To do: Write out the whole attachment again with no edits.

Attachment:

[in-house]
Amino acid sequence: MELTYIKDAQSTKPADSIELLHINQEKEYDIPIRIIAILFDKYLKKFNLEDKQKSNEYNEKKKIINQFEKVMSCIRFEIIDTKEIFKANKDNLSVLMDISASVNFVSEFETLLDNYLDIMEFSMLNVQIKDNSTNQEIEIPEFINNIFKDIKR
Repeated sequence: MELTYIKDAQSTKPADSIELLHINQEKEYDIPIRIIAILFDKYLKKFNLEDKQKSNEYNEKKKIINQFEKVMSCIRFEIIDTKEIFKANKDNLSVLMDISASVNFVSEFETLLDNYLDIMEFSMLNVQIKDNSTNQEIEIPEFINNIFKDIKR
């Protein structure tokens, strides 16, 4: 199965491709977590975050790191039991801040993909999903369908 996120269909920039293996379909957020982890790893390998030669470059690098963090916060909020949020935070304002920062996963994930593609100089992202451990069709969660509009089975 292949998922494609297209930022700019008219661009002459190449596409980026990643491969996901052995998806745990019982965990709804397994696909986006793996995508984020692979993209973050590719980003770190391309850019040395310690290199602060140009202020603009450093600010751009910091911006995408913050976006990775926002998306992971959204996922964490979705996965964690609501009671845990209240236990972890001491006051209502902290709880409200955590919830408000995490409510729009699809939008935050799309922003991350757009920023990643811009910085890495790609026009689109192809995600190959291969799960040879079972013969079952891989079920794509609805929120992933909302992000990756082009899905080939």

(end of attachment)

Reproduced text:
[in-house]
Amino acid sequence: MELTYIKDAQSTKPADSIELLHINQEKEYDIPIRIIAILFDKYLKKFNLEDKQKSNEYNEKKKIINQFEKVMSCIRFEIIDTKEIFKANKDNLSVLMDISASVNFVSEFETLLDNYLDIMEFSMLNVQIKDNSTNQEIEIPEFINNIFKDIKR
Repeated sequence: MELTYIKDAQSTKPADSIELLHINQEKEYDIPIRIIAILFDKYLKKFNLEDKQKSNEYNEKKKIINQFEKVMSCIRFEIIDTKEIFKANKDNLSVLMDISASVNFVSEFETLLDNYLDIMEFSMLNVQIKDNSTNQEIEIPEFINNIFKDIKR
């Protein structure tokens, strides 16, 4: 199965491709977590975050790191039991801040993909999903369908 996120269909920039293996379909957020982890790893390998030669470059690098963090916060909020949020935070304002920062996963994930593609100089992202451990069709969660509009089975 292949998922494609297209930022700019008219661009002459190449596409980026990643491969996901052995998806745990019982965990709804397994696909986006793996995508984020692979993209973050590719980003770190391309850019040395310690290199602060140009202020603009450093600010751009910091911006995408913050976006990775926002998306992971959204996922964490979705996965964690609501009671845990209240236990972890001491006051209502902290709880409200955590919830408000995490409510729009699809939008935050799309922003991350757009920023990643811009910085890495790609026009689109192809995600190959291969799960040879079972013969079952891989079920794509609805929120992933909302992000990756082009899905080939």